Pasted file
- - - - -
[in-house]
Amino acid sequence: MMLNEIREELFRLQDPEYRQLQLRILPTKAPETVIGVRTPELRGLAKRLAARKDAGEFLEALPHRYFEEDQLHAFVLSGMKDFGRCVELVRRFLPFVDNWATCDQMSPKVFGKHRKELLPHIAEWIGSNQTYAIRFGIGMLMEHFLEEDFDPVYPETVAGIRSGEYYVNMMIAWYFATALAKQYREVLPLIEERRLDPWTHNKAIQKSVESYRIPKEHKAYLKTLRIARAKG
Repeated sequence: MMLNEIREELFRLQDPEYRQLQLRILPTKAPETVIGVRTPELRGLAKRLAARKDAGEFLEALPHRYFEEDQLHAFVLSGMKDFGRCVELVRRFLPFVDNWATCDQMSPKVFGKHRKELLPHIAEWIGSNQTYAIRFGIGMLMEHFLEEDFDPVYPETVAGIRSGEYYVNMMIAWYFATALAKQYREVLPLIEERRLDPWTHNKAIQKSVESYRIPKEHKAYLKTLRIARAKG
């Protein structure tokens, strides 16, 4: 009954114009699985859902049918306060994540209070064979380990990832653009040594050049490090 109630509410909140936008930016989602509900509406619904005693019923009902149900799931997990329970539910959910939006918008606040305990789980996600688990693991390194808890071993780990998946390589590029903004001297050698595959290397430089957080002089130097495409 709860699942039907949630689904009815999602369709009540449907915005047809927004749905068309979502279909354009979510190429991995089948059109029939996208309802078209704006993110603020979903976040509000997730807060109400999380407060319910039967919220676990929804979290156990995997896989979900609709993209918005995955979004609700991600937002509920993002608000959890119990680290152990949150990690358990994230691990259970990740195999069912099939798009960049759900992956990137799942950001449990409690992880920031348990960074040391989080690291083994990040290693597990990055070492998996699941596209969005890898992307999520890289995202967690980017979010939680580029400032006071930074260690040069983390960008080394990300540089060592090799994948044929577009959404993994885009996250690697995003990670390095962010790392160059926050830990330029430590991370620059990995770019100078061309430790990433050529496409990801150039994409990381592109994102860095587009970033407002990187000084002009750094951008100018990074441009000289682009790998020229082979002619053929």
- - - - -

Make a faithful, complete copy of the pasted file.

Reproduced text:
[in-house]
Amino acid sequence: MMLNEIREELFRLQDPEYRQLQLRILPTKAPETVIGVRTPELRGLAKRLAARKDAGEFLEALPHRYFEEDQLHAFVLSGMKDFGRCVELVRRFLPFVDNWATCDQMSPKVFGKHRKELLPHIAEWIGSNQTYAIRFGIGMLMEHFLEEDFDPVYPETVAGIRSGEYYVNMMIAWYFATALAKQYREVLPLIEERRLDPWTHNKAIQKSVESYRIPKEHKAYLKTLRIARAKG
Repeated sequence: MMLNEIREELFRLQDPEYRQLQLRILPTKAPETVIGVRTPELRGLAKRLAARKDAGEFLEALPHRYFEEDQLHAFVLSGMKDFGRCVELVRRFLPFVDNWATCDQMSPKVFGKHRKELLPHIAEWIGSNQTYAIRFGIGMLMEHFLEEDFDPVYPETVAGIRSGEYYVNMMIAWYFATALAKQYREVLPLIEERRLDPWTHNKAIQKSVESYRIPKEHKAYLKTLRIARAKG
């Protein structure tokens, strides 16, 4: 009954114009699985859902049918306060994540209070064979380990990832653009040594050049490090 109630509410909140936008930016989602509900509406619904005693019923009902149900799931997990329970539910959910939006918008606040305990789980996600688990693991390194808890071993780990998946390589590029903004001297050698595959290397430089957080002089130097495409 709860699942039907949630689904009815999602369709009540449907915005047809927004749905068309979502279909354009979510190429991995089948059109029939996208309802078209704006993110603020979903976040509000997730807060109400999380407060319910039967919220676990929804979290156990995997896989979900609709993209918005995955979004609700991600937002509920993002608000959890119990680290152990949150990690358990994230691990259970990740195999069912099939798009960049759900992956990137799942950001449990409690992880920031348990960074040391989080690291083994990040290693597990990055070492998996699941596209969005890898992307999520890289995202967690980017979010939680580029400032006071930074260690040069983390960008080394990300540089060592090799994948044929577009959404993994885009996250690697995003990670390095962010790392160059926050830990330029430590991370620059990995770019100078061309430790990433050529496409990801150039994409990381592109994102860095587009970033407002990187000084002009750094951008100018990074441009000289682009790998020229082979002619053929």